The newsroom now has another Wisconsin-native with the hire of our new reporter, Erin Henze.
For me, it’s a relief to have someone understand my confusion with Iowa. Yesterday she asked what ham balls are after seeing an ad from A&G about their daily specials.
It takes me back to when I moved here four years ago. I remember asking someone, “What’s a SWCC?” when they mentioned something about the college.
There’s one thing us Wisconsin people hear a lot when we complain about the winter temperatures - “Oh you’re from Wisconsin, you must be used to it.” While we are used to it, we definitely don’t all like it.
That being said, Erin already shares my confusion for the decisions to close schools and businesses for a little snow.
Now I’m not saying they shouldn’t close. I’m just saying in Wisconsin, we close for nothing. Erin attended UW-Stevens Point and I attended UW-Eau Claire. About two hours apart, the universities are both in the northern half of Wisconsin.
In Northern Wisconsin, snow is a different animal than it is here. US climate data averages Creston’s average yearly snowfall to be 27 inches. My first winter in Eau Claire saw 74 inches, down from the previous year’s 83.
Erin and I shared the same anecdote that in the past 30 years, our universities each only closed once due to inclement weather. That one time? It was a governor-mandated closing of public colleges.
That first year in Eau Claire was the worst winter I’ve ever been through. We set a record with 30 consecutive days where the temperature never reached 0 degrees.
The campus is split by “the hill.” If you saw it, you’d understand. Upper campus hosts the dorms while lower campus is where the academic buildings are. It was a half mile walk next to the Chippewa River to get from my dorm to class.
With windchill, we had a week with lows down to 60 below. Now don’t get me wrong, students complained. Students argued they could die from frostbite. But classes continued as normal, and we all trudged through the snow to class.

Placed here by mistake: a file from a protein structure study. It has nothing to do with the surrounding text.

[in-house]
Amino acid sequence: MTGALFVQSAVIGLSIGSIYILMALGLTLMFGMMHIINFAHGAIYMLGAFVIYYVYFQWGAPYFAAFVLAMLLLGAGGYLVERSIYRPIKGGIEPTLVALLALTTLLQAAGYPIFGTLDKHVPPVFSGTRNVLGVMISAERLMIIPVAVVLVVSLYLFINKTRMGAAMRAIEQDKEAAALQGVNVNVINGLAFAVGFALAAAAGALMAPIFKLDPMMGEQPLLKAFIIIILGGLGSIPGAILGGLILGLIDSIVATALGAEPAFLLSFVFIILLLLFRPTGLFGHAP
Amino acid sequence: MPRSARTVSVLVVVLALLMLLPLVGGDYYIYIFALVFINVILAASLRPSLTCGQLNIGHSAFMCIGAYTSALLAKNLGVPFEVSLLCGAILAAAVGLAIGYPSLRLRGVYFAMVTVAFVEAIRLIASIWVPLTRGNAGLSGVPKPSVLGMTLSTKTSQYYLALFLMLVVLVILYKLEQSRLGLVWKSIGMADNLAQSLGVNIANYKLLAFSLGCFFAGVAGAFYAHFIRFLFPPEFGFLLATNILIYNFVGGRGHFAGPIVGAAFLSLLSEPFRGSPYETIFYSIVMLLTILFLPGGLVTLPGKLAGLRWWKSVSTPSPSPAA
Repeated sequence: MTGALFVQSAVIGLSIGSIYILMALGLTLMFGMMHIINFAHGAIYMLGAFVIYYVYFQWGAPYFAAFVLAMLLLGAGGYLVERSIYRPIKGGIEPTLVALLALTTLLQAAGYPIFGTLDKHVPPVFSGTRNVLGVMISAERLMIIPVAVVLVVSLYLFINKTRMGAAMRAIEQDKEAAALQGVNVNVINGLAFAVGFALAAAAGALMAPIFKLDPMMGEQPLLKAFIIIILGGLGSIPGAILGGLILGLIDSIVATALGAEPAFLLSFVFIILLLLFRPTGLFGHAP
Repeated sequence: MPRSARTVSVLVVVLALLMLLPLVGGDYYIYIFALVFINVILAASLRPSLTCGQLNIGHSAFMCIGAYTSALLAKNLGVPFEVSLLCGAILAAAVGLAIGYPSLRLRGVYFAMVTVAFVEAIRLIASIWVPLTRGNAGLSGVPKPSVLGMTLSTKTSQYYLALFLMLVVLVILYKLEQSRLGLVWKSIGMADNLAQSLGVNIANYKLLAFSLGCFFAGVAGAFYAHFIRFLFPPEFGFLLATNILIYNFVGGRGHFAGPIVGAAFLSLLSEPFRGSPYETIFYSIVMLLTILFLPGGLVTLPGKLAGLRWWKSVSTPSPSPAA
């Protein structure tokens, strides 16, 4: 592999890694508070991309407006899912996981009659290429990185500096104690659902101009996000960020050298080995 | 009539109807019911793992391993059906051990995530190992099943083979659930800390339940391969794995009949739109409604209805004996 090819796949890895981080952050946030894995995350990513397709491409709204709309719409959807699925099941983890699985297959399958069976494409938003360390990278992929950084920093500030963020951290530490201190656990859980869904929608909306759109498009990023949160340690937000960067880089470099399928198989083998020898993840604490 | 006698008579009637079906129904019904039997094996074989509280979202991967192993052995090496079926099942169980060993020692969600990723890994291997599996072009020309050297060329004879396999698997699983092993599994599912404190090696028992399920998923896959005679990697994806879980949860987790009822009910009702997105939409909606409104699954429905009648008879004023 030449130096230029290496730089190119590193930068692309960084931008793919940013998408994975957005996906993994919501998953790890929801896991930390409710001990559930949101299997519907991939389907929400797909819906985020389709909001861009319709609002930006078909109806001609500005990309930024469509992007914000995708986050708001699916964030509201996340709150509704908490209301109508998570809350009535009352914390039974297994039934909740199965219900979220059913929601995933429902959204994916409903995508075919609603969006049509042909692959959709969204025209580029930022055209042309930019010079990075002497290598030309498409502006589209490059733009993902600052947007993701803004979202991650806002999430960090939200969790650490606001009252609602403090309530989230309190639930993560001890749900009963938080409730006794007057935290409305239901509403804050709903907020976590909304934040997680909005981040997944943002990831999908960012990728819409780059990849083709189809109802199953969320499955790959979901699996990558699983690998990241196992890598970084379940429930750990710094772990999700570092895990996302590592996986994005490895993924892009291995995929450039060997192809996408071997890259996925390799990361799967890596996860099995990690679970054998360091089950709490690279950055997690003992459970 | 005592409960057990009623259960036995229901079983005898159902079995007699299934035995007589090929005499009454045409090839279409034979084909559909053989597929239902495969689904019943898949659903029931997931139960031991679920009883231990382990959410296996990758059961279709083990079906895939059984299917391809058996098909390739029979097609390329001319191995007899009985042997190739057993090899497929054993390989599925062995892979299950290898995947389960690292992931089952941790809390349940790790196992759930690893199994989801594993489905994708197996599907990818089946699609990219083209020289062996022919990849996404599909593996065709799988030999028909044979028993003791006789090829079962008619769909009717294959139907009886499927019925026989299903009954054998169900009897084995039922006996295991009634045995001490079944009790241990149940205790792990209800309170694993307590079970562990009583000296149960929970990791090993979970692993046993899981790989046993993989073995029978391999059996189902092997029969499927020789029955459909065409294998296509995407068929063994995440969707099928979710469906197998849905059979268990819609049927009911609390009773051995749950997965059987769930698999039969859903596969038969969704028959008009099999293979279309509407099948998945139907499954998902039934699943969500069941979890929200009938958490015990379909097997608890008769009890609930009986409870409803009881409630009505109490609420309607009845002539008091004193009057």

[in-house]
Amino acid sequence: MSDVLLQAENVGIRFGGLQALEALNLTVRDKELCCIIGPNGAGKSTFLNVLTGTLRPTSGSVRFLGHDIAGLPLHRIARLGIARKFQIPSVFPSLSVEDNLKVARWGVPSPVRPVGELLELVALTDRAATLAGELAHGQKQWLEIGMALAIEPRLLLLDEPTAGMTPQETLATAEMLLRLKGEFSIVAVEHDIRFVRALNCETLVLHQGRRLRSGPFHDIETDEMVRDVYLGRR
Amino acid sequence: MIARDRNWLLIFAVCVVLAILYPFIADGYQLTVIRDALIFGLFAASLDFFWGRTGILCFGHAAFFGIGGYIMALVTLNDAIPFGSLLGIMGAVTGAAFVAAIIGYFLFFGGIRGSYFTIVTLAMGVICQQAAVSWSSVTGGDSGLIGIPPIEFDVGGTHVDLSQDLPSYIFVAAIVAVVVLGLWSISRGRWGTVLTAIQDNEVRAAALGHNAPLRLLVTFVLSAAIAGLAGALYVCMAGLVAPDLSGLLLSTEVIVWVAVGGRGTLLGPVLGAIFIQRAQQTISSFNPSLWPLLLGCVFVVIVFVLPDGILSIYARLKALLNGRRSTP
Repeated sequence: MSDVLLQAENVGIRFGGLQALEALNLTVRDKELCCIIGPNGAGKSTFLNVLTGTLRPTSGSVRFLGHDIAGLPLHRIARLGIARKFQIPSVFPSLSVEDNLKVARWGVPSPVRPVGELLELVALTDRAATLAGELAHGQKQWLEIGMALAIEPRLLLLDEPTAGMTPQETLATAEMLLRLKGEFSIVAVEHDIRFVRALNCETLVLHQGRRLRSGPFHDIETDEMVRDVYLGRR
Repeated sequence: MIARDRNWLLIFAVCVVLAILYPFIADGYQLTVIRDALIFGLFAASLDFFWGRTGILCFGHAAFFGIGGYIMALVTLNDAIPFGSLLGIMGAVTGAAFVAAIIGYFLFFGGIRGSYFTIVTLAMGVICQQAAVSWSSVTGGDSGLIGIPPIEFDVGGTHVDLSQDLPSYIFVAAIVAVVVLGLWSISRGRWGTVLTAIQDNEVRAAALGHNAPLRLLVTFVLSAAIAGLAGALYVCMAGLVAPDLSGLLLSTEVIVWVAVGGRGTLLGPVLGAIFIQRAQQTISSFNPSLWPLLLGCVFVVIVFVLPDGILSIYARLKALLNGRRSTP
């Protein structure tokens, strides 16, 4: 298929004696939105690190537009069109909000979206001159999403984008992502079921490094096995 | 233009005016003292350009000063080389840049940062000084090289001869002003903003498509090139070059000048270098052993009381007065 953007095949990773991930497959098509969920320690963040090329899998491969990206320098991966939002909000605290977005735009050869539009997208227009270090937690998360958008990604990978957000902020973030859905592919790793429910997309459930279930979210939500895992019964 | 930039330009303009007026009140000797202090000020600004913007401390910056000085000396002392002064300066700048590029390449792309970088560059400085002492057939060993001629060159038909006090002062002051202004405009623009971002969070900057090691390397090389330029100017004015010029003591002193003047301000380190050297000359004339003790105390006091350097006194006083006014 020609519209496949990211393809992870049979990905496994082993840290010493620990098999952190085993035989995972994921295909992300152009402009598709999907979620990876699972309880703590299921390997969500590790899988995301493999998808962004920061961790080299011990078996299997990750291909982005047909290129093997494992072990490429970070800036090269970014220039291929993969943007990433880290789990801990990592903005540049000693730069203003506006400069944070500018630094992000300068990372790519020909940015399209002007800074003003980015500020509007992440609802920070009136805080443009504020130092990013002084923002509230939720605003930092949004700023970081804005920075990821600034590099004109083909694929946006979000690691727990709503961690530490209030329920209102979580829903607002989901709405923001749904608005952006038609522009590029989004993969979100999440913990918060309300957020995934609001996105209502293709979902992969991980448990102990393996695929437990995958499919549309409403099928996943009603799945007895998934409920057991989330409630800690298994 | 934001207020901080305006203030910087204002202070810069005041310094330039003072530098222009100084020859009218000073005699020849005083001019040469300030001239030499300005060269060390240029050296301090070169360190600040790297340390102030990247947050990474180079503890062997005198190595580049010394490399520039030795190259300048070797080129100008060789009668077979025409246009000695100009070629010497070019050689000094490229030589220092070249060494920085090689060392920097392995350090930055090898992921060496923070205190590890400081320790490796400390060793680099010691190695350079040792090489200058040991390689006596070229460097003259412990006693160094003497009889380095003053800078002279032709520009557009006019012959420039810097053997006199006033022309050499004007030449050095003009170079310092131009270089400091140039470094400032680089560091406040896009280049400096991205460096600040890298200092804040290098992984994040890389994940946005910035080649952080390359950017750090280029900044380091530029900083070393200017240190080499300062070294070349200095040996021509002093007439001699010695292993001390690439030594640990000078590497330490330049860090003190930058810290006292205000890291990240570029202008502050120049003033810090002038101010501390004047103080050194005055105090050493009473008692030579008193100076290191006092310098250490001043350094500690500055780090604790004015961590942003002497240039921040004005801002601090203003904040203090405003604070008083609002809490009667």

To make it up to us, they kept the academic buildings near 80 degrees. This ended up making the situation worse as we had to strip half our clothes off once we got to class.
I personally wore red and white polka dot footie pajamas under my clothes every day for a week. That meant in class, I sat there with a sweatshirt and sweatpants over footie pajamas in an 80 degree classroom.
Knock on wood, but I’ve never been in a snow or ice related accident. And I’ve driven in a lot of snow, ice and sleet in some truly horrible cars. My Saturn could barely clear 6 inches of snow and my Fusion slid like I was driving on ice skates instead of tires.
Driving in the snow sucks, I get that. I drove from Minneapolis to Creston in a blizzard one year and it took me eight hours. But it boggles my mind how many people forget everything.
Drive slower and stop sooner. That’s all. I remember driving home from working at the mall in Eau Claire in feet of snow. When I first came to Creston, I remember my U.S. Cellular employees asking if we could close the store every time we got more than an inch of snow. At first, I thought it was just a desire to not work, but I’ve realized it’s a culture here.
Any amount of winter precipitation has everyone freaking out.
Here’s what I will say — I have never lived in a place with roads plowed as bad as they are in Creston. That doesn’t make them impassable, but it certainly adds to the winter driving hesitancy.
For a city so concerned with the revitalization of uptown, the absolute poor job taking care of the roads in the winter deters patrons from shopping at our small businesses. Why would I fight through piles of snow in the middle of Adams Street when I can go to Walmart on Taylor or Sumner streets that are plowed by the state?
The state proves these roads can be plowed better than they are. Simply using salt or gravel would make a world of a difference. As I sit here looking out my window at the pile of snow in the middle of Adams, I think of my Saturn and how turning into Creston Automotive would be simply impossible.
It’s time our city puts its money where its mouth is when it comes to taking care of our local uptown businesses.